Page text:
Toaster Oven Reflow Soldering (BGA)





Introduction: Toaster Oven Reflow Soldering (BGA)

Doing solder reflow work can be expensive and difficult, but thankfully there exists a simple and elegant solution: Toaster Ovens. This project shows my preferred setup and the tricks that make the process run smooth. In this example I'll focus on doing reflow of a BGA (ball grid array).

Step 1: Find a Toaster Oven.

You're looking for two main things, an adjustable temperature knob, and a timer that will time down. The more precision you can get in the timer the better.

Also, if you can get it, some sort of forced air flow will improve the uniformity of the oven temperature, but you have to make sure that the air flow isn't powerful enough to move your components around.

Step 2: Get a Thermometer and Timer.

Even though the toaster oven has a temperature set point and an integrated timer, you still want to get some more accuracte readings. Get a cheap oven thermometer and toss it inside the oven and get a timer with an alarm to remind you to check on your baking PCBs.

Step 3: Make Your PCBs.

In this exampe I'm working with an ADXRS300 which is a 1 axis Gyrometer made by Analog Devices. It comes in a ball grid array package with the balls already attached to the bottom of the component. The PCB needs to be designed with pads for each of the balls, along with a silk screened outline to make it easy to align the component (which is critical when you can't actually see the pads). Also, duh, make sure you mark the location of Pin 1.

Step 4: Add Flux to the PCB.

The balls in the BGA don't have flux so you *absolutely* have to put down flux on the board prior to doing the reflow. If you don't add flux then the oxide on the top of the pads will keep the balls from flowing and you'll end up with slightly squished balls that are not actually connected to the underlying PCB.

Step 5: Align the Components on the PCB.

Position the PCB on the tray of the toaster oven, preferably oriented so that you can keep an eye on it through the window of the oven. Precisely position the component on the PCB using the silk screened outline to do the alignment. You don't have to be exactly accurate since the solder reflowing will actually pull the component into alignment, but you should try to get it as close as possible. Worst case scenario would be having the component offset by more than half of the ball spacing pitch which would cause the component to shift over by one set of pads. Not good.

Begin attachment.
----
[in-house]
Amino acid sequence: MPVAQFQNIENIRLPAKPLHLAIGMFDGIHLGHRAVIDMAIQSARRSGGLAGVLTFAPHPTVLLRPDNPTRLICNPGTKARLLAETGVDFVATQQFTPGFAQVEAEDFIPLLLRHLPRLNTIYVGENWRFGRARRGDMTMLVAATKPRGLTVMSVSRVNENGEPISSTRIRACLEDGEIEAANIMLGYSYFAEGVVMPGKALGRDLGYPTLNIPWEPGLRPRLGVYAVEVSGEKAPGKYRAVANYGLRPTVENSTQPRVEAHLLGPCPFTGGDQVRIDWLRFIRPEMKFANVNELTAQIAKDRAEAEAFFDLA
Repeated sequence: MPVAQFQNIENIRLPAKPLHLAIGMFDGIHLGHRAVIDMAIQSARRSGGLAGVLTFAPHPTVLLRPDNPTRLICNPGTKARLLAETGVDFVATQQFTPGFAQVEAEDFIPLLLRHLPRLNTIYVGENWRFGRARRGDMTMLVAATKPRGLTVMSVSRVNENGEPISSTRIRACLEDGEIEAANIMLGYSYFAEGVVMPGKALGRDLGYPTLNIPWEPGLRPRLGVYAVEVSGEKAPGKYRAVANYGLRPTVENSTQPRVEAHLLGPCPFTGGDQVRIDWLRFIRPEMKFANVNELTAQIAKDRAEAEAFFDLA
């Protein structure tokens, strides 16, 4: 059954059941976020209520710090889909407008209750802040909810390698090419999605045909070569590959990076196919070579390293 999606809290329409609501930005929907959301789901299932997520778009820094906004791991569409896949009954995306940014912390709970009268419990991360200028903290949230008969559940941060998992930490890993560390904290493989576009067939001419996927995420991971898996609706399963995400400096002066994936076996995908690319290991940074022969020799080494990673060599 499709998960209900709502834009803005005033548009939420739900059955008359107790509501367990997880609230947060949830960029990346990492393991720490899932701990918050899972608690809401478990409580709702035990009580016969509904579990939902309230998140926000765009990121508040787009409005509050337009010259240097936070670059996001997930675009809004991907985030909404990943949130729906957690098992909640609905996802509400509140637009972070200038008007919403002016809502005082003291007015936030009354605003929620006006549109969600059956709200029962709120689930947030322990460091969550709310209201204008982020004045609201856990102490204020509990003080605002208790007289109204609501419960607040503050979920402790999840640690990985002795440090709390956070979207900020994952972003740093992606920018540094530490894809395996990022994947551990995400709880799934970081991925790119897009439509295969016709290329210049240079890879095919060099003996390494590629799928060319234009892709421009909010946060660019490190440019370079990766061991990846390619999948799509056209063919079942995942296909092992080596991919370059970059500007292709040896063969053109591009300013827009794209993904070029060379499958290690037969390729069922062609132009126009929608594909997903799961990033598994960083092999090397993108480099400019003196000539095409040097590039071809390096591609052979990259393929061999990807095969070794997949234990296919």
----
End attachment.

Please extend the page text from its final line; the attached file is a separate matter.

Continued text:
Step 6: Start 'em Cooking.

Close the toaster oven door, (make sure you don't bump the component out of alignment.) Set the temperature dial for somewhere around 450 and start the timer at around 20 minutes. Later on once you've determined the characteristics of your particular toaster oven then you can start using exact values. But for right now we're going to use our oven thermometer and the external timer to keep track of what's happening.

Step 7: Watch the Temperature.

Keep on eye on the thermometer. You'll have to check the reflow profile for your particular components to know what temperature you're trying to reach. In my case, the solder balls would start to melt at 183C and I wanted to hit a top temperature of 210C. If you go beyond 230-240C you'll start to incinerate your PCBs, which although amusing, is probably not what you want.

Step 8: Turn Off the Toaster Oven.

As soon as the oven hits the top temperature you're aiming for, turn it off!

Step 9: Let It Cool, and Don't Move Anything!

You can speed up the cooling process by opening up the front door of the toaster oven... BUT, make sure you don't jostle the components or move them in any way. The solder is still liquid at this point and if you poke at the component you will shift it around and ruin it. This is the time to just walk away. Once the temperature drops below 100C (or 50C if you're paranoid) you can feel free to move things around.

Step 10: Inspect and Enjoy.